Archelon is recognized all over the world as the largest sea turtle!
The fossil remains of this genus have been discovered in parts of the USA such as Wyoming and South Dakota.
The specific site which is known to be rich in Archelon fossils is called the Pierre Shale formation.
The shell and skeleton of this ancient animal have given scientists and paleontologists food for thought throughout the years of its discovery.
Interestingly, the closest living relatives of the Archelon are sea turtles!
The most striking feature of these animals is their sheer might and size.
The flipper to flipper length, as well as the head to tail length, are so enormous that this animal could easily be twice as big as an average human being!
The shell, however, is treated as an object of particular interest because it reveals the dynamic that would have helped the animal in swimming across the oceans.
Interestingly, this animal was so large that the tail alone had 18 vertebrae!
The average Archelon size from head to tail is estimated to have been around 15 ft (4.6 m), while the length from flipper to flipper would be around 13 ft (4 m).
As you can already tell, these animals have been termed the largest sea turtles for the simple reason that they were huge!
The closest living relative species of this animal is a sea turtle. As compared to modern-day sea turtles, the average Archelon would be at least thrice as big!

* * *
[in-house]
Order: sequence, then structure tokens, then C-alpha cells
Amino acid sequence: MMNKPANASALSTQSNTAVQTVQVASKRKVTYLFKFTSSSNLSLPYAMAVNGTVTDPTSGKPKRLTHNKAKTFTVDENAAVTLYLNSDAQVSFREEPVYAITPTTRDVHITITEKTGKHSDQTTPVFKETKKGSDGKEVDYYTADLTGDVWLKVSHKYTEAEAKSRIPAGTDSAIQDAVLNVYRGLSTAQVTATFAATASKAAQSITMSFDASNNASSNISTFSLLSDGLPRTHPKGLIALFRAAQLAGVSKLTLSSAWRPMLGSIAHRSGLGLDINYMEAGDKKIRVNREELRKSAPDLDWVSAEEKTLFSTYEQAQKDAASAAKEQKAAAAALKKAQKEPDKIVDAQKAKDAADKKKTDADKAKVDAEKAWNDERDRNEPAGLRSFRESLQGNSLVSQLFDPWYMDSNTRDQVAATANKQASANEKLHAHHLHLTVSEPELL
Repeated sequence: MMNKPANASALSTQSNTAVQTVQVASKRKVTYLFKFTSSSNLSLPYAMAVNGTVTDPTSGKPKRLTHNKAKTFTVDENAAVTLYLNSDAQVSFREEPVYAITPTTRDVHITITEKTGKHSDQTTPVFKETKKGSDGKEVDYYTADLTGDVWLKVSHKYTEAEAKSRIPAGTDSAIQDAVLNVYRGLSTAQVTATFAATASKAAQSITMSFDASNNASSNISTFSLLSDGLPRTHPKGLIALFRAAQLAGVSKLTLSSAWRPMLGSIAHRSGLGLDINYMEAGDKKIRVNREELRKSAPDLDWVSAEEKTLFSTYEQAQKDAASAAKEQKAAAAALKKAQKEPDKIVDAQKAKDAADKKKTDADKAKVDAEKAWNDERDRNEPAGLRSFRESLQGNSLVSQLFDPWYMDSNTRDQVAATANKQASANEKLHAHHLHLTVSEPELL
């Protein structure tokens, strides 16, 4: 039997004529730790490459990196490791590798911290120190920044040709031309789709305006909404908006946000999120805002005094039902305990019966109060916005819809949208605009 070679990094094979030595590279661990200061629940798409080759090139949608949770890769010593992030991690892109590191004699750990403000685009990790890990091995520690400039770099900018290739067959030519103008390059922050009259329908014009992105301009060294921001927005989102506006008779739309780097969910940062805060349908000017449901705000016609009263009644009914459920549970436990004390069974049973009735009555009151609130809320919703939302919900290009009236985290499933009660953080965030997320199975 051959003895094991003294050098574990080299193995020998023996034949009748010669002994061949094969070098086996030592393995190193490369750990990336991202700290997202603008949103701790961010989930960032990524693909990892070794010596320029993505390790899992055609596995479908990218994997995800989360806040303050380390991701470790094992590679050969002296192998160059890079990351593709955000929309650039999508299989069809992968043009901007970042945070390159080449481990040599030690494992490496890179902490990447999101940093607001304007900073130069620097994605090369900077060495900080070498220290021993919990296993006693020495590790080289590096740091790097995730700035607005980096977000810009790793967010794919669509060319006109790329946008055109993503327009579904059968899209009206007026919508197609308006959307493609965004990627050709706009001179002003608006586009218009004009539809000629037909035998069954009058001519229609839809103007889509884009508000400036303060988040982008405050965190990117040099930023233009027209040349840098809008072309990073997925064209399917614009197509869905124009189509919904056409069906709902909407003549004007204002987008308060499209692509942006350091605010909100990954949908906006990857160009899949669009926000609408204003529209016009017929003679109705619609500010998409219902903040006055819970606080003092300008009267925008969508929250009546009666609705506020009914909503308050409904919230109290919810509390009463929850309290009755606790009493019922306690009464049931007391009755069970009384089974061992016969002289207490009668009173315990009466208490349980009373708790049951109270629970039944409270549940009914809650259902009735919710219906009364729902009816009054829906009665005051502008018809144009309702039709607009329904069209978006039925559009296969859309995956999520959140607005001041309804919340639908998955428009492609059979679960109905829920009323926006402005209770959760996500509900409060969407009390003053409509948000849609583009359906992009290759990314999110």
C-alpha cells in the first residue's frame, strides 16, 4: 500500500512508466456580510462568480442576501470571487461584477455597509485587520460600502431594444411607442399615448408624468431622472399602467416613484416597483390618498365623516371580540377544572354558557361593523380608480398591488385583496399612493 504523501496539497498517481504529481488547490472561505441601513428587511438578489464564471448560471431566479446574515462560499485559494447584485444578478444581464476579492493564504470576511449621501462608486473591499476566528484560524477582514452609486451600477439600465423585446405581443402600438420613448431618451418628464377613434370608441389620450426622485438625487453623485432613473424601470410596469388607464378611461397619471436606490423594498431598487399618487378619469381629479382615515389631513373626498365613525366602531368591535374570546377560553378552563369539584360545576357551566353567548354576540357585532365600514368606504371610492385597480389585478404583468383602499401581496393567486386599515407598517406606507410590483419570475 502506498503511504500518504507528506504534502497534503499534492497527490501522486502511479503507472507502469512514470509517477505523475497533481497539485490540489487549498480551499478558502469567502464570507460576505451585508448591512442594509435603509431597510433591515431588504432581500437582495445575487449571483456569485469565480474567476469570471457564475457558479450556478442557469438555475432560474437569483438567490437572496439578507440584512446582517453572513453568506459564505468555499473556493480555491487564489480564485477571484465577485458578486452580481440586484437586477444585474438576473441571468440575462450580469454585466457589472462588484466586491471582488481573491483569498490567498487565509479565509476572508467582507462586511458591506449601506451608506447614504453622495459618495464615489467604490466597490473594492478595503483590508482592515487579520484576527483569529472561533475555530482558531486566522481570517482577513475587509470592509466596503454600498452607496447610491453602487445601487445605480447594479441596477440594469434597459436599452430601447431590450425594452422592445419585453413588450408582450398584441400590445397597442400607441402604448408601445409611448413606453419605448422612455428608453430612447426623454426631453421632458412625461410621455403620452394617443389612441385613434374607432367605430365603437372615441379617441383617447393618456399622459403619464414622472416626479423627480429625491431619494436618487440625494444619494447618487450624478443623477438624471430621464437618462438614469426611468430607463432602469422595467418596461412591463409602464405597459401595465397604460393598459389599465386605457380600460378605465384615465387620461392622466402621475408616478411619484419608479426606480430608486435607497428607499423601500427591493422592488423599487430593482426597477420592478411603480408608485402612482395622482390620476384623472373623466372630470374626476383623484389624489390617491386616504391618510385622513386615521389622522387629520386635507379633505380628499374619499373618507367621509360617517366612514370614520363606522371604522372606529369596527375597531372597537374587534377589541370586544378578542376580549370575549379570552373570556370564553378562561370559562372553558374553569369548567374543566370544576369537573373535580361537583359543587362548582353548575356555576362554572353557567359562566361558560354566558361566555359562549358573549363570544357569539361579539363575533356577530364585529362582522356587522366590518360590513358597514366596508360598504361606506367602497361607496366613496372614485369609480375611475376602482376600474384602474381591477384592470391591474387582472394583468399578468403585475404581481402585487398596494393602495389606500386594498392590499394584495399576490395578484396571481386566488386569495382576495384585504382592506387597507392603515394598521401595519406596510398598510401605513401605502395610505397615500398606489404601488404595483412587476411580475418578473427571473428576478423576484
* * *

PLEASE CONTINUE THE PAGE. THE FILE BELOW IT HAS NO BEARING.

The average weight of this sea turtle is estimated to have been around 4900 lb (2200 kg).
As is quite evident, a large portion of the weight would have consisted of the humongous shell that this animal carried on its back!
This giant sea turtle, in spite of what may be assumed from the huge shell, only fed on small mollusks and fish.
The beak-like mouth was heavy and equipped to crush the shell of mollusks efficiently.
Paleontologists suggest that the Archelon’s diet would be satisfied very easily as this animal swam through the ocean floor in search of the wide selection of mollusks that were readily available.
The fossil remains of these turtles have mostly been found in South Dakota and Wyoming in the USA.
While this is not sufficient information or evidence to term these turtles as endemic, it may be concluded that most of the population was concentrated in these areas.
The site or formation where the fossils of this turtle (Archelon) genus have been found is called Pierre Shale.
Like modern turtles, the Archelon Ischyros was also an oviparous species.
That is to say that these turtles reproduced by laying eggs.
Similar to how modern turtles lay eggs today, the Archelon ischyros would have had to come out of the water in order to lay eggs on the sandy shores of the seaside.
This would have also made the eggs and hatchlings vulnerable to predation by dinosaurs of the area.
This, in fact, is speculated to have been one of the factors that may have led to the extinction of these beautiful turtles of prehistoric times.
How aggressive were they?While the giant size of these creatures may speak otherwise, it is actually quite improbable that the Archelon would have been an aggressive animal.
The only time that these animals would have been on the ground was during the mating season.